Try out fostering as relief volunteer

petAs summer winds down, many people are heading out of town for a quick vacation before school and holidays. Animal rescue volunteers are no different from everyone else: We like our summer vacations, too. However, for most of us there are the complications of how to tend our foster charges while we are out of town.

From the Animal Services Center of the Mesilla Valley to ACTion Programs for Animals to the Cat’s Meow, the need for volunteer fosters increases at this time of year. When a volunteer plans a vacation, a new foster home must be found — at least temporarily — for the fostered animal.

If you have ever considered experiencing the joys of fostering an animal until it can be adopted into its forever home, this would be a good time to make a test run. Most fosters want their charges back once they return from vacation, so you will have a foster cat, kitten, dog or puppy for as short a time as a weekend or as long as a week.

After the test run, if you decide you enjoyed the experience of saving lives, then you can become a long term volunteer foster. Here’s how it works. As a foster, you take an animal into your home and keep it just as you would your own pet. You cuddle and coo to it. You feed it and spoil it. You socialize it with your friends and family and even train it. And, very likely, you also will become attached to it, even in a couple of days.

However, this wonderful companion is not yours to keep. If you’ve chosen vacation relief for another foster, then the animal will return to the its original foster family until it is adopted. On the other hand, if you enjoyed the experience, then you are welcome to join the dozens of other people who foster animals until the animal finds a forever home.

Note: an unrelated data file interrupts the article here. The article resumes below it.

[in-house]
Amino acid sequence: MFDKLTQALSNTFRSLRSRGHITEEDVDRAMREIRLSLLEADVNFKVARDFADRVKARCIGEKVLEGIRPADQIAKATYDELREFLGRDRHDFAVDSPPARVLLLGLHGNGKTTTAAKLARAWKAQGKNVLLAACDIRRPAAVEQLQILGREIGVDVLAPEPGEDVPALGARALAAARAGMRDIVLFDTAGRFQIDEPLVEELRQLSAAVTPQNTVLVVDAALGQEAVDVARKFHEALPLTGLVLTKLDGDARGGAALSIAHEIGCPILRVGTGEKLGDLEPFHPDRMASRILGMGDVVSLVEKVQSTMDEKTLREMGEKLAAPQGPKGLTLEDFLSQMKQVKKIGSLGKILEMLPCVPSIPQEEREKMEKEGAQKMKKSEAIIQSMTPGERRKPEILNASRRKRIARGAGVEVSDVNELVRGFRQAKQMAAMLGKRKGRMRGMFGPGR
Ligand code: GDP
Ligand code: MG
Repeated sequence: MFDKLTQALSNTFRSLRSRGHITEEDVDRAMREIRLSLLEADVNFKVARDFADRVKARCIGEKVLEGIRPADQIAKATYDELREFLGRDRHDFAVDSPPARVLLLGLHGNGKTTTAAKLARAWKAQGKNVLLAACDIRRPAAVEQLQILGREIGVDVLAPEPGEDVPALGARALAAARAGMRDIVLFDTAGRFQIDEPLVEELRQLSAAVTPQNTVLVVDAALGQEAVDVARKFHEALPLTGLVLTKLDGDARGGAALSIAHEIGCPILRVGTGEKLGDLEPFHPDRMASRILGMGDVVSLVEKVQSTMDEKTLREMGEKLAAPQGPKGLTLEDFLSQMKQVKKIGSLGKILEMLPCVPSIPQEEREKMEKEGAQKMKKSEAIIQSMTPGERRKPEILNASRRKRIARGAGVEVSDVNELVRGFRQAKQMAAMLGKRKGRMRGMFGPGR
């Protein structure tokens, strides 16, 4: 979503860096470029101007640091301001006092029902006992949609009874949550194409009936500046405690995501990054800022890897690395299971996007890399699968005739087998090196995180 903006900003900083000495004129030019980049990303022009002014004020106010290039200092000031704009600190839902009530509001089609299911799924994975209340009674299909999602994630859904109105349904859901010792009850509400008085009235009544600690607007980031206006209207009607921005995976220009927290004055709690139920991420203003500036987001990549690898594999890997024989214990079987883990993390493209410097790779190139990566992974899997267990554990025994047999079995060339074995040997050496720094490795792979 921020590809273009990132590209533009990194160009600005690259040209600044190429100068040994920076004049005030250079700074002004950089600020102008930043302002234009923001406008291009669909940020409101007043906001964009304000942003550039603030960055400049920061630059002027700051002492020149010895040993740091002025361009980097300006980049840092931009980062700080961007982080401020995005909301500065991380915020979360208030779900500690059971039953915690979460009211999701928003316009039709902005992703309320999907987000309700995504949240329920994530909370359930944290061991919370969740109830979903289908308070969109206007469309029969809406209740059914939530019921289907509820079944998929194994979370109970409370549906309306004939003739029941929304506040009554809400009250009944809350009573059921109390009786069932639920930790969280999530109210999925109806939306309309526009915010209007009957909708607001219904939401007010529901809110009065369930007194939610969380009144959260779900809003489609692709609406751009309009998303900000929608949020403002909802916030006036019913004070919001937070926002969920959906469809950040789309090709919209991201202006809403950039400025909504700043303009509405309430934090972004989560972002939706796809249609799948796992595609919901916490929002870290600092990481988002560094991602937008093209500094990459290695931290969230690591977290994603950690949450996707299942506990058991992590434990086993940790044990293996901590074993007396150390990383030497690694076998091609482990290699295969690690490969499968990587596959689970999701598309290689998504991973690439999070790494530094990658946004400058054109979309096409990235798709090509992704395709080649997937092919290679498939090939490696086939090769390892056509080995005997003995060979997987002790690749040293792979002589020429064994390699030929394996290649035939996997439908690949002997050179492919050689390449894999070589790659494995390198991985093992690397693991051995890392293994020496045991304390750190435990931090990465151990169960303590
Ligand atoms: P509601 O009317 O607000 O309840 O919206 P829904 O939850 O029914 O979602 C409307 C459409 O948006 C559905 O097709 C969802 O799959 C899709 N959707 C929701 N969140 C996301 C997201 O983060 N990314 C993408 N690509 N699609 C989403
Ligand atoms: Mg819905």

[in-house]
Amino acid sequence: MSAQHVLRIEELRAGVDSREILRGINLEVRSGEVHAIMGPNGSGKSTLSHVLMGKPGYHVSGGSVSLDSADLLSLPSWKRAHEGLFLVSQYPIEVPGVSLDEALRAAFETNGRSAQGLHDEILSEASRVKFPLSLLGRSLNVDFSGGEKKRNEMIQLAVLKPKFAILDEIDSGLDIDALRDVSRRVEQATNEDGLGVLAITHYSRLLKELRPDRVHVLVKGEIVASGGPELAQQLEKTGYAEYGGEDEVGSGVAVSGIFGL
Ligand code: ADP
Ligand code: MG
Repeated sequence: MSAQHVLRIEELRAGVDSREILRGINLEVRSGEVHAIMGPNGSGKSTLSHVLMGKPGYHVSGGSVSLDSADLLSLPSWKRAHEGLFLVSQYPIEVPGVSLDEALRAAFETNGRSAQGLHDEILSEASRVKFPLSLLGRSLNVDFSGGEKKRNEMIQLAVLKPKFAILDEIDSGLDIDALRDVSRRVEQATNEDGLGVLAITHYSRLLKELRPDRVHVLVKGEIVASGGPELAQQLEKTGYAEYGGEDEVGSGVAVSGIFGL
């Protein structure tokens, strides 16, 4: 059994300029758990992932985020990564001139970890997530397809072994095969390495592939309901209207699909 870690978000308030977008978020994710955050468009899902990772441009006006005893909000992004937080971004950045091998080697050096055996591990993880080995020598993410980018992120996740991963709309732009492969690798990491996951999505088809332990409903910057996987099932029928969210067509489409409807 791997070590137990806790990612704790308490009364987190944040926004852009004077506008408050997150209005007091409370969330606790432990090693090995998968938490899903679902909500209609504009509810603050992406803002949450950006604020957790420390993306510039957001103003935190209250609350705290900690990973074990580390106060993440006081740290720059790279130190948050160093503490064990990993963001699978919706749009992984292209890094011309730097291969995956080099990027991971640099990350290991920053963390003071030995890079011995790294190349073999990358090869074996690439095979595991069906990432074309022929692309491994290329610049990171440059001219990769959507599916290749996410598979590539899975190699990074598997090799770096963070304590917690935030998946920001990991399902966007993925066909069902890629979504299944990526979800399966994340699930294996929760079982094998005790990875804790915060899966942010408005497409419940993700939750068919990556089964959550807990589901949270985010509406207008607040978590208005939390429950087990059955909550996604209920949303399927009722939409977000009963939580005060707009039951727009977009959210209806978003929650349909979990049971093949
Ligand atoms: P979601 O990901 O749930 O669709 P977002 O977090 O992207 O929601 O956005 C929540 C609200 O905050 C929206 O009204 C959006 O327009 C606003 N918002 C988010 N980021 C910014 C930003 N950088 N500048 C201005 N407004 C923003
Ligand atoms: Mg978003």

Fosters are invaluable to rescue groups. Fosters allow the rescue organizations to take more animals from ASCMV or from the public, which they socialize and turn into charming animal companions for adoption. Fosters save lives. A group cannot succeed without many fosters and other volunteers.

Of course, if you fall in love with your foster charge, you become a failed foster. That is someone who adopts her charge. Obviously, a foster can adopt her charge only a few times, then her home is filled. It is easy to love your charge and very hard to give it up for adoption. However, without caring people who can love their foster animals and still turn loose when the time comes, the animal groups cannot continue to rescue so many loving animal companions from certain death.

So if you are hanging out at home for the next month or so, consider opening your heart and your home to a furry companion. You will be saving its life, and enriching the life of its future family.

Jackye Meinecke is a freelance writer, who also rescues cats and a garden consultant and designer.